WASHINGTON — Ron Carey was sworn in Saturday as president of the International Brotherhood of Teamsters, culminating one of the biggest reform efforts in the history of the American labor movement.
Standing on the steps of the union's marble headquarters building on Capitol Hill, Carey told more than 1,000 cheering supporters: "I pledge to you today that I will use the full power of this office to rid this union of mob influence and win this battle once and for all."
Carey staged a stunning victory in December's government-supervised elections, not only winning the union presidency but also sweeping into office with him every member of his reform slate.
The election was ordered as part of a consent decree the union signed two years ago to settle a massive civil racketeering suit brought against the Teamsters by the Justice Department.
The election was the first in the union's 90-year history in which members could directly elect national officers. Like most other unions, the Teamsters' rank and file in the past would elect delegates to the union convention, who in turn would vote for national officers.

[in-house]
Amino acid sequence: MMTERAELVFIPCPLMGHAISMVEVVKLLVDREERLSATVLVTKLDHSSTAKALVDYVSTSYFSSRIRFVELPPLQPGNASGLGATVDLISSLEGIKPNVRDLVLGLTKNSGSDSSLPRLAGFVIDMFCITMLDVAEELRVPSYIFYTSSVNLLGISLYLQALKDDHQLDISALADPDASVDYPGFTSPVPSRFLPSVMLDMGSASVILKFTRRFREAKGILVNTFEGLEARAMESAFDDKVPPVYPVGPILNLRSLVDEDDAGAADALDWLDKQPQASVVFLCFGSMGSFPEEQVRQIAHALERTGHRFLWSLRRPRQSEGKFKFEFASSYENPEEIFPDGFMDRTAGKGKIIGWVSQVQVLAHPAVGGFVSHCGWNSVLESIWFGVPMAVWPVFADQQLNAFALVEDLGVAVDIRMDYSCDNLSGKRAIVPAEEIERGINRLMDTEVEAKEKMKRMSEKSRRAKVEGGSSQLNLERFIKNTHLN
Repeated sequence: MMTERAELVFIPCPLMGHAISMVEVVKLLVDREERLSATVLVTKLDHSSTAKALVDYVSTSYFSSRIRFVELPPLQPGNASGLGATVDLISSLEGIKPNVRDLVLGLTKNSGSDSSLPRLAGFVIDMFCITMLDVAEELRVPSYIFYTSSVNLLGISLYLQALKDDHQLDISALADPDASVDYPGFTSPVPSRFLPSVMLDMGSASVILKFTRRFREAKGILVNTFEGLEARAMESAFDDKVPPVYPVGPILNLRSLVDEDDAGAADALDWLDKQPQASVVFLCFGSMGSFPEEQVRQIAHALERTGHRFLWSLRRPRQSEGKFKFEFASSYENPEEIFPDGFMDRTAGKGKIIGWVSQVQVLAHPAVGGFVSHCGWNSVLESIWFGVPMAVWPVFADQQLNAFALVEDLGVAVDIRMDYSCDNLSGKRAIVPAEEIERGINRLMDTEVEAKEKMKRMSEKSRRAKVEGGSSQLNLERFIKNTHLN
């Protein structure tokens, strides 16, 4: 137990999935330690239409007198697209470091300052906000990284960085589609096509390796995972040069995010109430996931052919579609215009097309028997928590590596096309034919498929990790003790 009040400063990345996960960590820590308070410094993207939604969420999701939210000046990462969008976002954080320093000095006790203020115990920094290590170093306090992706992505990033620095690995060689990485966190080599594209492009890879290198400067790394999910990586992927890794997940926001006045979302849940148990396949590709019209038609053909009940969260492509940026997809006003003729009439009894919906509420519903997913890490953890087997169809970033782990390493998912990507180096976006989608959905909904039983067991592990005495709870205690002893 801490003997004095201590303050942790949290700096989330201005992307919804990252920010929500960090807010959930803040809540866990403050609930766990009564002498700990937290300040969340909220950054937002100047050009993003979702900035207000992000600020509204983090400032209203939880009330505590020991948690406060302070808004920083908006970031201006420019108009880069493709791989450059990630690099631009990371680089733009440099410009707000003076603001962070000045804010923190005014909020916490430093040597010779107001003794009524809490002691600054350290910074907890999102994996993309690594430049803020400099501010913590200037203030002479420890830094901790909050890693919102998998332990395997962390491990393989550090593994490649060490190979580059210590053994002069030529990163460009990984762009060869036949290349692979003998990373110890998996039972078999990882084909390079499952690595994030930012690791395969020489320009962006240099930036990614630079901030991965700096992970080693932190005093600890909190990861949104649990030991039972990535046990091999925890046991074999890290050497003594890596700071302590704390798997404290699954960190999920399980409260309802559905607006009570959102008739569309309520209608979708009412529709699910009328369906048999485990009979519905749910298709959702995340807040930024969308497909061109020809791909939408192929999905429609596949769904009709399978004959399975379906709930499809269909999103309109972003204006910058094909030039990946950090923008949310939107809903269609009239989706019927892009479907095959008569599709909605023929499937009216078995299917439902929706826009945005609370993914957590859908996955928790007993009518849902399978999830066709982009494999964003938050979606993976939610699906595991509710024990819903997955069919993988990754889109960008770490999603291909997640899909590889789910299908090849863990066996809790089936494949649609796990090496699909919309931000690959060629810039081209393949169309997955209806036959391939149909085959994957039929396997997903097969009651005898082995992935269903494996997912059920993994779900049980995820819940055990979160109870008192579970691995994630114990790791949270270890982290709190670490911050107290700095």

As his first official act in office, Carey said he was reducing his annual salary as Teamsters president to $175,000 from $225,000.
And last Monday morning, Carey said, "the Teamster limousine, the condominium in Puerto Rico, the luxury jets, they're all going on the market."
Carey, 55, who spent most of his union career as the president of a Teamsters local in New York, extended an olive branch to his election opponents.
"In building the 'New Teamsters,' I need the help of everyone in this union," Carey said.
"Regardless of who you supported in this election, I am reaching out my hand to ask for your support and to ask you to join me in building a better union."
Carey called on all factions of the 1.6-million-member union to put the often bitter election campaign behind them.
"I think he's going to make things work. I think there's going to be a difference, a change," said Bob Romano, a 27-year member of a Philadelphia local.
"Clean 'em out," yelled Gary Foreman, one of a small group from St. Louis who sported red-handled brooms. "The brooms mean we're making a clean sweep of the Teamsters, new people all the way through," said Foreman, who will mark his 33rd anniversary with the union in July.
At the end of the hourlong inaugural ceremonies, Carey declared an open house at the Teamsters' headquarters, where for years the rank-and-file union members were kept away.